I think the only thing I remotely enjoyed was how impressive the underwater shots looked in 3D. They were clearly shot with the format in mind, and look absolutely stunning even with a fake shark in the background. They frequently took me entirely out of the film, as they look like they belong in a significantly better project. The shots are just so tranquil and so beautiful that they may make you forget what an awful movie you are sitting through. With the exception of an over-the- top explosion, this is just about the only thing that sizzles in 3D. There are no other elements that even attempt to take advantage of the format.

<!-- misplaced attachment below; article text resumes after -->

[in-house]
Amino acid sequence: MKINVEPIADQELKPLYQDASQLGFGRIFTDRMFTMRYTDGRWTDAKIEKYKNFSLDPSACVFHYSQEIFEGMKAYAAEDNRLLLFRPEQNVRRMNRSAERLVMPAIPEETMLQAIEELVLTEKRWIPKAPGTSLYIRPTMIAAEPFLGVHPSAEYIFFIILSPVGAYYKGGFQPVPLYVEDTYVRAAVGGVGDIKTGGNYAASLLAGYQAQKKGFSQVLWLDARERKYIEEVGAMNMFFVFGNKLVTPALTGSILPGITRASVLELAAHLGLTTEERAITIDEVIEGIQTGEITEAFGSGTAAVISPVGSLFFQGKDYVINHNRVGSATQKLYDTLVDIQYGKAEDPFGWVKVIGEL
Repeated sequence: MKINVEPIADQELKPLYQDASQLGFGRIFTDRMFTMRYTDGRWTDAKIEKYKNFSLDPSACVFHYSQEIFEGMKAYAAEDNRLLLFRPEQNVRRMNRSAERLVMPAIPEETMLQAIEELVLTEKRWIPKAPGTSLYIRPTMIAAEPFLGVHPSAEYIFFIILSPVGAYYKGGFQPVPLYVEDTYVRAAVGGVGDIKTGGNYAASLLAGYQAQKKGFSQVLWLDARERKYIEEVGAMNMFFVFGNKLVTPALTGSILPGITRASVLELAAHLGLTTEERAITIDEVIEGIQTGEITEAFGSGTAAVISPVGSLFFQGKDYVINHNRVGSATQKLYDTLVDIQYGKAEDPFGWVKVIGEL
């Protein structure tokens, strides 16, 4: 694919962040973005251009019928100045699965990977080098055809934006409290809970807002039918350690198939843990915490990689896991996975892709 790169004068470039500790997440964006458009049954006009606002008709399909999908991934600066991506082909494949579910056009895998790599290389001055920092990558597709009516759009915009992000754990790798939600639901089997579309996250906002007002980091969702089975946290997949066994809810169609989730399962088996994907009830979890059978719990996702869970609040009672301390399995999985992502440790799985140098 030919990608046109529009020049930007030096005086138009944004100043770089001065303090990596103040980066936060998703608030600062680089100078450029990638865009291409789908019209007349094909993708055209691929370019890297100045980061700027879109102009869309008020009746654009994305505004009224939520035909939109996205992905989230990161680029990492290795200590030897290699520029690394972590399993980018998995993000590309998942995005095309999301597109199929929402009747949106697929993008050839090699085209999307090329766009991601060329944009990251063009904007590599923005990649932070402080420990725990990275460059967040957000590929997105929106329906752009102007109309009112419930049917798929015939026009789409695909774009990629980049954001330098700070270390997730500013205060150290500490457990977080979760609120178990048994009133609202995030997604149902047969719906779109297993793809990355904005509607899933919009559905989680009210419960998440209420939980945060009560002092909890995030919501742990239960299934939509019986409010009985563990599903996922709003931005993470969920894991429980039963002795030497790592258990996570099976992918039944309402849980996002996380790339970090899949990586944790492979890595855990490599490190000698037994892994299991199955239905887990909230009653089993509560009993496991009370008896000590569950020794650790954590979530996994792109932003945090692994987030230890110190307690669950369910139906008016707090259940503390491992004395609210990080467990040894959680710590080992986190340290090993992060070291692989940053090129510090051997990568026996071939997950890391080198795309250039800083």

When I tell you that Shark Night 3D is one of the worst films of the year, with next to no redeeming qualities, you better believe I am not lying. I was hoping it would be somewhat fun, but instead it was one of the most annoying and agonizing films I have ever put myself through. The film is too serious to be enjoyable, and fails to deliver in almost every respect. The filmmakers and cast should be ashamed of themselves. When the credits rolled, I could not leave the theatre fast enough because I was ashamed to have actually watched it. Apparently there is a rap music video after the credits conclude, featuring the entire cast. Somehow, I still do not think this could make up for the travesty you have to put yourself through to get to it.
(An extended review also appeared on http://www.geekspeakmagazine.com).